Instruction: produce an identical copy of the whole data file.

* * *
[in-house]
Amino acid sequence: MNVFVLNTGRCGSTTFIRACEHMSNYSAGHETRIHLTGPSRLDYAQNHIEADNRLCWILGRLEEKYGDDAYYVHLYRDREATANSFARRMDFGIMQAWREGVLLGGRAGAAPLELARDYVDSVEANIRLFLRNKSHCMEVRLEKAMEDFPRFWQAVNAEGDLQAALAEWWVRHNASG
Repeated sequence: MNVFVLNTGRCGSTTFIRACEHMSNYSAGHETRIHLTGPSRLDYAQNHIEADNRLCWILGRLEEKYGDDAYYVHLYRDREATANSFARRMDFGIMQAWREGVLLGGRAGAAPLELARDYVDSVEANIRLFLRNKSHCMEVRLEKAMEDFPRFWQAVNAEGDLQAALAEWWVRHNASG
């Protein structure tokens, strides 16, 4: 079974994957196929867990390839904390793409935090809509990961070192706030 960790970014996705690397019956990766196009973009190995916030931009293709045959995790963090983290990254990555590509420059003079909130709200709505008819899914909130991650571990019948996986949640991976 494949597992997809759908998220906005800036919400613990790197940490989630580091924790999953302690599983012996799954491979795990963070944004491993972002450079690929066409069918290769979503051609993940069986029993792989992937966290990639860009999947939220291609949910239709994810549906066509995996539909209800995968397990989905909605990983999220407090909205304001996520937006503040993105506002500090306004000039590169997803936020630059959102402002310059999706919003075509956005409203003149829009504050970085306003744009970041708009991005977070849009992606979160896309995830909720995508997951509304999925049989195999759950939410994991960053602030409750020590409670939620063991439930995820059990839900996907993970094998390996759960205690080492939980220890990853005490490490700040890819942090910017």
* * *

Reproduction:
[in-house]
Amino acid sequence: MNVFVLNTGRCGSTTFIRACEHMSNYSAGHETRIHLTGPSRLDYAQNHIEADNRLCWILGRLEEKYGDDAYYVHLYRDREATANSFARRMDFGIMQAWREGVLLGGRAGAAPLELARDYVDSVEANIRLFLRNKSHCMEVRLEKAMEDFPRFWQAVNAEGDLQAALAEWWVRHNASG
Repeated sequence: MNVFVLNTGRCGSTTFIRACEHMSNYSAGHETRIHLTGPSRLDYAQNHIEADNRLCWILGRLEEKYGDDAYYVHLYRDREATANSFARRMDFGIMQAWREGVLLGGRAGAAPLELARDYVDSVEANIRLFLRNKSHCMEVRLEKAMEDFPRFWQAVNAEGDLQAALAEWWVRHNASG
């Protein structure tokens, strides 16, 4: 079974994957196929867990390839904390793409935090809509990961070192706030 960790970014996705690397019956990766196009973009190995916030931009293709045959995790963090983290990254990555590509420059003079909130709200709505008819899914909130991650571990019948996986949640991976 494949597992997809759908998220906005800036919400613990790197940490989630580091924790999953302690599983012996799954491979795990963070944004491993972002450079690929066409069918290769979503051609993940069986029993792989992937966290990639860009999947939220291609949910239709994810549906066509995996539909209800995968397990989905909605990983999220407090909205304001996520937006503040993105506002500090306004000039590169997803936020630059959102402002310059999706919003075509956005409203003149829009504050970085306003744009970041708009991005977070849009992606979160896309995830909720995508997951509304999925049989195999759950939410994991960053602030409750020590409670939620063991439930995820059990839900996907993970094998390996759960205690080492939980220890990853005490490490700040890819942090910017």